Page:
The cricketing world has farewelled one of the best players in its history after Sachin Tendulkar, whose 24 year career is testament to his raw talent, put down the bat that he first held at the age of 11. He saluted fans that came to show their support in his hometown of Mumbai as he played his final test against the West Indies last week.
The right-handed batsman made his international debut in 1989, at the age of 16 against Pakistan. Though very much developing, it was evident there was no gamble in bringing in India’s youngest test cricketer to the side.
Entering the noughties, the Little Master really hit his stride, giving up the captaincy he’d been appointed in 1996 which inevitably proved to serve his batting well. With 673 runs under his belt, Tendulkar earned the record of highest score by any player in a World Cup, taking away with him the 2003 Player of the Tournament while doing so.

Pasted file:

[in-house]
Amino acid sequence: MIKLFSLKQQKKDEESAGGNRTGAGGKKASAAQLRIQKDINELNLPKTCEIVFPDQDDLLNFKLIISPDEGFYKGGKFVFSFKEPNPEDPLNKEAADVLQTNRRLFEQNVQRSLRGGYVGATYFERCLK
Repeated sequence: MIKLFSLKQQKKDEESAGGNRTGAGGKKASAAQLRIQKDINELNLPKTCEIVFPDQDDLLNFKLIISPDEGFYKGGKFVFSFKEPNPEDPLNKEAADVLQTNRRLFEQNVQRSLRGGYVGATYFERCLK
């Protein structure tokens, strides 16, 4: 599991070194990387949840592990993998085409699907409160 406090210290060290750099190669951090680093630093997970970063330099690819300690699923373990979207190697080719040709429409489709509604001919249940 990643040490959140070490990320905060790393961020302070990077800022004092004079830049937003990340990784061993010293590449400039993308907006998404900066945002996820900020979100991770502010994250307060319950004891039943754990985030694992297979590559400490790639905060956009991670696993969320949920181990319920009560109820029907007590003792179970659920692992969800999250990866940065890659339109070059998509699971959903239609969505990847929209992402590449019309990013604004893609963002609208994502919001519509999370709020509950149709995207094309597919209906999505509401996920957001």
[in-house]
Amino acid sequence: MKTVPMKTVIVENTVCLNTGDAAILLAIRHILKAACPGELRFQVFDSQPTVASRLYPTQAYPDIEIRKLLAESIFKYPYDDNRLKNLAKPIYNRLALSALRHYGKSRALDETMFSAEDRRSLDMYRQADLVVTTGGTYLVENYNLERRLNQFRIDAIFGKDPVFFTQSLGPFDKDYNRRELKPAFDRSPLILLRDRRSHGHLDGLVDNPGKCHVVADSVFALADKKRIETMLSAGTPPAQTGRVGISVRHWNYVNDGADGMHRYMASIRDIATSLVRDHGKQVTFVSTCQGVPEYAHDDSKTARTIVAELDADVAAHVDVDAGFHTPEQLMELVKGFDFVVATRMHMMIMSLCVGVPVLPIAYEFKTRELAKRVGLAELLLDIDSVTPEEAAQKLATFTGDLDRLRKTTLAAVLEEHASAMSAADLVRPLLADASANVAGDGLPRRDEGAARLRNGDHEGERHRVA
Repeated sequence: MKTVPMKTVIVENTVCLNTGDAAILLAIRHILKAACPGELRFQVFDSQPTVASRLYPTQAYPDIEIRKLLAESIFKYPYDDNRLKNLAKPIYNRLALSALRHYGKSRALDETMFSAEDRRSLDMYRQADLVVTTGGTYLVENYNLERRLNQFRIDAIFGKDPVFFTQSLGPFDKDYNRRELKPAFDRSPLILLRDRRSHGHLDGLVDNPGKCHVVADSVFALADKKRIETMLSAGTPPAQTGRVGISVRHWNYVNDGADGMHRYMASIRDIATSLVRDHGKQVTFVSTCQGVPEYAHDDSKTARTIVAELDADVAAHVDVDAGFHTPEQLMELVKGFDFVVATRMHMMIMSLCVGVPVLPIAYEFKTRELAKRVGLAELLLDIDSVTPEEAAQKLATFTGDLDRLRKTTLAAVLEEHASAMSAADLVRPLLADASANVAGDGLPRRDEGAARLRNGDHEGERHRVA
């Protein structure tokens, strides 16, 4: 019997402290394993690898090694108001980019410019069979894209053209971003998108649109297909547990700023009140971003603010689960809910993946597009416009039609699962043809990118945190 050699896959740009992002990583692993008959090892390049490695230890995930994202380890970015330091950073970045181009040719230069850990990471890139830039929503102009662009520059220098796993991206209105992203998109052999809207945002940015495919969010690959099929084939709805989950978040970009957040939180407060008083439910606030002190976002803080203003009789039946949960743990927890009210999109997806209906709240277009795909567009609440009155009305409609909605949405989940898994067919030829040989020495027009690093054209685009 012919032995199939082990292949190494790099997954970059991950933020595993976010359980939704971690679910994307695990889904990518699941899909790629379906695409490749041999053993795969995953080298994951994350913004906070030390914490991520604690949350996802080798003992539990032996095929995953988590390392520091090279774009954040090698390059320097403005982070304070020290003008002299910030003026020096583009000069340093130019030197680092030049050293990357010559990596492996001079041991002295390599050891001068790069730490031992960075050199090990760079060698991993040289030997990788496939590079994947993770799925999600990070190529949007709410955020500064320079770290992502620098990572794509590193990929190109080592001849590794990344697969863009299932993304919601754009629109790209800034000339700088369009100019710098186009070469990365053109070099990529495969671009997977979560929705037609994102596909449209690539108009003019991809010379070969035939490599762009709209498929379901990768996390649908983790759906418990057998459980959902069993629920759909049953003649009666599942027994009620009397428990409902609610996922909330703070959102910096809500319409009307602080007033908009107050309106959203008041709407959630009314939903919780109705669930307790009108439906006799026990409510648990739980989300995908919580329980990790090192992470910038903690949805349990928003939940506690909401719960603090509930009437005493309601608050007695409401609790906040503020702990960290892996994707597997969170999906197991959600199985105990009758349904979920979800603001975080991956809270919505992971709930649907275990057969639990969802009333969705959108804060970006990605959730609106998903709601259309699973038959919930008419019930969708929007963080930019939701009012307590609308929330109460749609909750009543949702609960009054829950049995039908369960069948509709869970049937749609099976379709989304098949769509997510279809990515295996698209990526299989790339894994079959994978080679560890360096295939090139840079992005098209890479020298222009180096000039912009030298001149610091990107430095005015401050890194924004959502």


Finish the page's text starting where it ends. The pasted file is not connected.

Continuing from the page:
…He is the highest test run scorer…
Tendulkar spent the following years overtaking many legends of the game in claiming various records including, but not remotely limited to, the highest amount of test appearances for India and test centuries as well as test runs scored away from home. He is the highest test run scorer, the most capped player in test history, while being the first person to score a double century in an ODI.
With 50 Test centuries and over 100 international centuries, I can’t think of a better time to bow out of a sport he has thoroughly conquered. Having exhausted all record options, and at the age of 40 with a following akin to God himself, his retirement merely references a physical absence from the game, as legend of his play and records of his achievements will echo through future cricketing generations.